I think that the government can help small businesses by increasing the percentage of funds dedicated to SBIR grants in key areas of national challenge such as healthcare (to name just one area, but one with which I am familiar). Small business — the cradle of job creation — can drive innovations in the use of information technology. Low-cost wireless point-of-care devices can help improve access to healthcare for millions of people, care delivery, outcomes, and skyrocketing healthcare costs.
Thanks to: Christine Tsien Silvers, M.D., Ph.D. of AFrame Digital, Inc.

23. If You Educate Me, I Will Win!

One of the most pressing issues facing any small business is finances. For, it is the finances that determine the viability of a business and whether or not the business can sustain. Without a healthy revenue stream, business options are limited, and the ability to hire is almost non-existent.

So, the key for policy makers is not simply in creating or implementing new tax breaks or expanding hiring incentives--the key lies in educating firms on how to effectively use what is already available.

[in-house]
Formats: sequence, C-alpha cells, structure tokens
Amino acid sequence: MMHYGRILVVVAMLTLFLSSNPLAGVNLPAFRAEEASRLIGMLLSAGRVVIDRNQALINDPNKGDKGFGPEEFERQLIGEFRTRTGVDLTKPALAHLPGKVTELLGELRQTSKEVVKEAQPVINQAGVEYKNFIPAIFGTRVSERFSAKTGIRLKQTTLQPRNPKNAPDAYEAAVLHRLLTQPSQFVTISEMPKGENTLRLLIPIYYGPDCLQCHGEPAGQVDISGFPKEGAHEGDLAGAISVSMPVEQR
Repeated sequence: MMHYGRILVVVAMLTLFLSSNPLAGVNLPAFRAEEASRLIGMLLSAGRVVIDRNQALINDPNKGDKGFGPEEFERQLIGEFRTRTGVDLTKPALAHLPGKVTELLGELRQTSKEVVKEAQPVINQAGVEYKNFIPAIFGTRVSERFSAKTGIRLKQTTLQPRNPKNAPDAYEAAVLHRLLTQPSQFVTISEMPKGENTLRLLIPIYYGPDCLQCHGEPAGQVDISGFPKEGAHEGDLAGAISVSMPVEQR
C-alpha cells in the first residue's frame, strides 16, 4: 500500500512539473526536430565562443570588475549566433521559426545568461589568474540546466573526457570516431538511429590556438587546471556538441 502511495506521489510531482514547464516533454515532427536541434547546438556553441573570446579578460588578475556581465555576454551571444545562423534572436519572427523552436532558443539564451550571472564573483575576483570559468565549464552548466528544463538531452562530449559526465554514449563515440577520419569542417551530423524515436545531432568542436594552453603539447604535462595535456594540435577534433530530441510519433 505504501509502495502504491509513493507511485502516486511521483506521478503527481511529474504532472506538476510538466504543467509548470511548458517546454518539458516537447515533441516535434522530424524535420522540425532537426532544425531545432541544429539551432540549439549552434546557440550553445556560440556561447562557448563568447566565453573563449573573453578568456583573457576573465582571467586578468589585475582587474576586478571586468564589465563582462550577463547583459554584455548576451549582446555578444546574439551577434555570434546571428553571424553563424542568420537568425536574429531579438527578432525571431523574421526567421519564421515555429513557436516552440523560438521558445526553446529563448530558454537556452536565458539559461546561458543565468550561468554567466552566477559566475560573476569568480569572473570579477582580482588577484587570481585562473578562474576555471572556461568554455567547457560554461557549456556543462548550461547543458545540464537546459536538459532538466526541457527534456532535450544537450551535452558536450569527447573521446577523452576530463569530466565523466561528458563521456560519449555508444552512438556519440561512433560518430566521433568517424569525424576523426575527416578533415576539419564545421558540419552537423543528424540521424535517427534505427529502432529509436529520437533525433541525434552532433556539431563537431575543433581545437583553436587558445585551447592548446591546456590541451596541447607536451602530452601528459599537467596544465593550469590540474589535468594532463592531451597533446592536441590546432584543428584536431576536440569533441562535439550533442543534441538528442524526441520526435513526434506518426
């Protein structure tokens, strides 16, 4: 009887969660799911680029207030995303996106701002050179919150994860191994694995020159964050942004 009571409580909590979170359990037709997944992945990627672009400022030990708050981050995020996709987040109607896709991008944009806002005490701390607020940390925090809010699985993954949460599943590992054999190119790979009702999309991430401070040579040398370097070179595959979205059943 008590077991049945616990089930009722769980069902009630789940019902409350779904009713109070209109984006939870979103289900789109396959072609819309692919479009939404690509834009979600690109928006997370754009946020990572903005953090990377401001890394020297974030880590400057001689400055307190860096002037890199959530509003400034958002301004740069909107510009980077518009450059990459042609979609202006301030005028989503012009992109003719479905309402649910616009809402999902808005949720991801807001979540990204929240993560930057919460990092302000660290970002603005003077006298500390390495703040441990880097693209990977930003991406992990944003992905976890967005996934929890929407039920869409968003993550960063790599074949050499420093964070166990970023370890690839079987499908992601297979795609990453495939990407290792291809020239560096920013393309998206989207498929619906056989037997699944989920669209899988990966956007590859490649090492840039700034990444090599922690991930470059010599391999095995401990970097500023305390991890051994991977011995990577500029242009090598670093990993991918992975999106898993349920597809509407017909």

Thanks to: Justina Ajusma of Own It Enterprises.

24. Invest in Education

Small businesses need workers with basic literacy and math skills. Too many small business owners -- myself included -- report that they have trouble finding workers with basic skills.

The single best thing that the government can do to assist small businesses is to invest in early childhood education. This would lead to a better prepared workforce in which employers would not need to provide remedial education on the job.
Thanks to: Bud Bilanich of The Common Sense Guy.

25. Everyone Can Be Entrepreneurs

I think that the government should support programs that teach entrepreneurship to young people by addressing social problems. Ask kids "What is a need you see in your school, community, or the world at large?" Then, teach the students about entrepreneurship by addressing these problems.
Thanks to: John Paul Engel of Project Be The Change.

Do you know another political policy that would help boost small business growth? If you do, please share it below. And as always, many thanks to everyone that contributed to this article!

And if you would like to become a part of the CarolRoth.com contributor network and find out about opportunities to contribute to future articles, sign up here: http://www.carolroth.com/carolroth-com-blog-contributor-sign-up/